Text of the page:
What about you? When you see negligent or bad parenting in action, what do you do?

Tuesday Tidbits: Cloth pads for African girls, Beef recall

February 19, 2008 | Leave a Comment

Tuesday Tidbits is where I publish little bits of news and info that doesn’t seem to fit anywhere else. If you want to play along, grab the code for the graphic (I host it and all cause I’m cool like that) on the right sidebar.

1- Barbara of Mom2Mom Lounge interviewed me asking questions about working from home and enjoying passive income while raising your kidlets. There’s some valuable advice in there so go check it out.

2- Have you talked to your kids about the choking game?

3- Have you seen those Proctor and Gamble ads encouraging you to buy their tampons so that African girls can get free tampons? Don’t do it. Crunchy chicken has a MUCH better idea. Tampons, waste incinerators and voodoo=bad. Washable absorbent cloth pads=good. Ok?

She’ll be featured on the show in a few weeks so stay tuned, but in the meantime see what awesome nonprofitness she is doing for these girls who often miss school during their monthlies. Rock on sista.902652_cows_in_field.jpg

4- The U.S. has announced the largest beef recall in history. This is so sad, considering the meat was earmarked for use in public schools. I’m thankful that sitting in my freezer are organic grass fed beef, pork and chicken from a small Tennessee farm who does monthly deliveries to Atlanta. I feel much safer knowing the people who handle my meat.

Ahem. Seriously folks, organic meat is worth the added expense. If you haven’t found a source of safe meat yet, try EatWild or LocalHarvest.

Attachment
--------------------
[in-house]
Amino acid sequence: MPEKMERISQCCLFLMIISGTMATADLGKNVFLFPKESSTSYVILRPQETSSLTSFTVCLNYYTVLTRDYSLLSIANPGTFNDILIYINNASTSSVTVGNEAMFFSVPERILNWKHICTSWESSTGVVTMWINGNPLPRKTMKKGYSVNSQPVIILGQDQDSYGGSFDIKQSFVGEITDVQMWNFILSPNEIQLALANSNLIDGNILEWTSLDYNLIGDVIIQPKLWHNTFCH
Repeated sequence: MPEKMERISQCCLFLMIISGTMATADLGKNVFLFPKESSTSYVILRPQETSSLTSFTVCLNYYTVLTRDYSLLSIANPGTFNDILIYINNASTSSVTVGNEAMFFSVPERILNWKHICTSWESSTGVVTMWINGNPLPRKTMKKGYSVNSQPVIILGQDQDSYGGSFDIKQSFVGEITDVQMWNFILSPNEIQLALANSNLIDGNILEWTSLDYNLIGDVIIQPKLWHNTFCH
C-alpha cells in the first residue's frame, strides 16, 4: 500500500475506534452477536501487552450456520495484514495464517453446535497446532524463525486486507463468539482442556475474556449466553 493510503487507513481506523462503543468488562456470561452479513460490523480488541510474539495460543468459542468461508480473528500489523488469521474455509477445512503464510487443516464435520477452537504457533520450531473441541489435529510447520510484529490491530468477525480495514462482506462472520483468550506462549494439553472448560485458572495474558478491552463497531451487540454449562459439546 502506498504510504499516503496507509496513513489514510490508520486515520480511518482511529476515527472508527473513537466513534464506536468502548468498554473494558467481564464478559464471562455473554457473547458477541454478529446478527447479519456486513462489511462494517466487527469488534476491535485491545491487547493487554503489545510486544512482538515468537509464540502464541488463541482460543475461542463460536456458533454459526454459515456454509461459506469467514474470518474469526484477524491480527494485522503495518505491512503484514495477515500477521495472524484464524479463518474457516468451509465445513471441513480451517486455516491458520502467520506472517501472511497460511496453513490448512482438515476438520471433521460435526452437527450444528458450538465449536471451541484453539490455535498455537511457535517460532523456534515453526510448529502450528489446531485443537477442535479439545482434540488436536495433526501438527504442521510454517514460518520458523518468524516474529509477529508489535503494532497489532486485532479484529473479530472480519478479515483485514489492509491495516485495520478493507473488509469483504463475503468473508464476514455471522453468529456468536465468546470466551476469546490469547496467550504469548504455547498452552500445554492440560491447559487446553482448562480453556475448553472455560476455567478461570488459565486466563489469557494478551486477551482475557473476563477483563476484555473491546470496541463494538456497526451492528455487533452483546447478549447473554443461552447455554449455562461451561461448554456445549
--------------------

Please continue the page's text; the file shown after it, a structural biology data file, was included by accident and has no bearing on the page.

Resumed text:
Children and the Urban Environment

February 18, 2008 | 1 Comment

en Espanol 

Carrie: I am joined this week by Monica Salazar all the way from Quito, Ecuador. Hi, Monica.

Monica: Hi Carrie, how are you?

C: I’m very good. We were chatting before, that this is the first time I’ve called South America. This is a treat!

Our topic today is Children and the Urban Environment. You are an Urban Geographer, and I’m not really familiar with what that term means. So before we start would you mind explaining a little bit more about what that means?

M: Urban Geography is the study of all the activities and everything that happens in an urban environment. I made my thesis on spatial-socio-economic segregation in my city, in Quito. Then I got interested in age segregation that is present now in the urban environment.

C: Ok, so from that background, you became a Mom. You got interested in natural parenting and babywearing, and so that obviously had a big impact on how you thought about the city and urban areas and the way that we operate in the city. So how did you make that leap – and how did that affect how you felt about the urban environment – becoming a mother?

M: I got pregnant in the beginning of my Master’s studies in Urban Geography. So as I was studying about the city, its structure, problems, activities, I was also living my pregnancy and a few months later was taking care of my baby. So I was also very interested in parenting issues. The information I was processing was a mixture of the Continuum Concept, scientific articles on Geography, breastfeeding videos and babywearing instructions. So I started to realize that – it became so obvious to me that if we solve children’s problems then the problems of society will be solved as well.

So as I resolved to become a natural parenting advocate, to warn not only parents but everyone in society about the importance of showing respect for children, of including them in our lives and of being aware of their needs.